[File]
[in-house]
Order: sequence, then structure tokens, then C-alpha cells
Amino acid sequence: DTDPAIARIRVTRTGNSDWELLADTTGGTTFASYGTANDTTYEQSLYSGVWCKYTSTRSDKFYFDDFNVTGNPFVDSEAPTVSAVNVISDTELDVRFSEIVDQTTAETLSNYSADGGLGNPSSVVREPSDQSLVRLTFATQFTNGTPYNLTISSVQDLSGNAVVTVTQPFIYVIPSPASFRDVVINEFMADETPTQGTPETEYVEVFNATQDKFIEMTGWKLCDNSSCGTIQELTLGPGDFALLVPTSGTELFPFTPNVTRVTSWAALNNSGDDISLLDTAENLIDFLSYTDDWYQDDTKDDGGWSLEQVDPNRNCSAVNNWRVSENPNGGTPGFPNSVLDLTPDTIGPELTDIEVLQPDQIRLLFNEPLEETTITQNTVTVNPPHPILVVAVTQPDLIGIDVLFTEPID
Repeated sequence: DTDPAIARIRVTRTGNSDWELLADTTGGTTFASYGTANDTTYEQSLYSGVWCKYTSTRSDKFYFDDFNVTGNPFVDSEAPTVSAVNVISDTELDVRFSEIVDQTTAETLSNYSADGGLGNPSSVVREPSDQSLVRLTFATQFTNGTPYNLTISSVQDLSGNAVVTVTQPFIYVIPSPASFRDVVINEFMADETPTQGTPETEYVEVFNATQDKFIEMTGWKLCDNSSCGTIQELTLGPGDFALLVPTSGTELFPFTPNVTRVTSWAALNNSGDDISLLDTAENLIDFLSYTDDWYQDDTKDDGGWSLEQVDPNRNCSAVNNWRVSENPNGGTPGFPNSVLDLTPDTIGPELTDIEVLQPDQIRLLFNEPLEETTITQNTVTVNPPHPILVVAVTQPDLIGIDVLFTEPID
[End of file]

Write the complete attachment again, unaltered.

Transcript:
[in-house]
Order: sequence, then structure tokens, then C-alpha cells
Amino acid sequence: DTDPAIARIRVTRTGNSDWELLADTTGGTTFASYGTANDTTYEQSLYSGVWCKYTSTRSDKFYFDDFNVTGNPFVDSEAPTVSAVNVISDTELDVRFSEIVDQTTAETLSNYSADGGLGNPSSVVREPSDQSLVRLTFATQFTNGTPYNLTISSVQDLSGNAVVTVTQPFIYVIPSPASFRDVVINEFMADETPTQGTPETEYVEVFNATQDKFIEMTGWKLCDNSSCGTIQELTLGPGDFALLVPTSGTELFPFTPNVTRVTSWAALNNSGDDISLLDTAENLIDFLSYTDDWYQDDTKDDGGWSLEQVDPNRNCSAVNNWRVSENPNGGTPGFPNSVLDLTPDTIGPELTDIEVLQPDQIRLLFNEPLEETTITQNTVTVNPPHPILVVAVTQPDLIGIDVLFTEPID
Repeated sequence: DTDPAIARIRVTRTGNSDWELLADTTGGTTFASYGTANDTTYEQSLYSGVWCKYTSTRSDKFYFDDFNVTGNPFVDSEAPTVSAVNVISDTELDVRFSEIVDQTTAETLSNYSADGGLGNPSSVVREPSDQSLVRLTFATQFTNGTPYNLTISSVQDLSGNAVVTVTQPFIYVIPSPASFRDVVINEFMADETPTQGTPETEYVEVFNATQDKFIEMTGWKLCDNSSCGTIQELTLGPGDFALLVPTSGTELFPFTPNVTRVTSWAALNNSGDDISLLDTAENLIDFLSYTDDWYQDDTKDDGGWSLEQVDPNRNCSAVNNWRVSENPNGGTPGFPNSVLDLTPDTIGPELTDIEVLQPDQIRLLFNEPLEETTITQNTVTVNPPHPILVVAVTQPDLIGIDVLFTEPID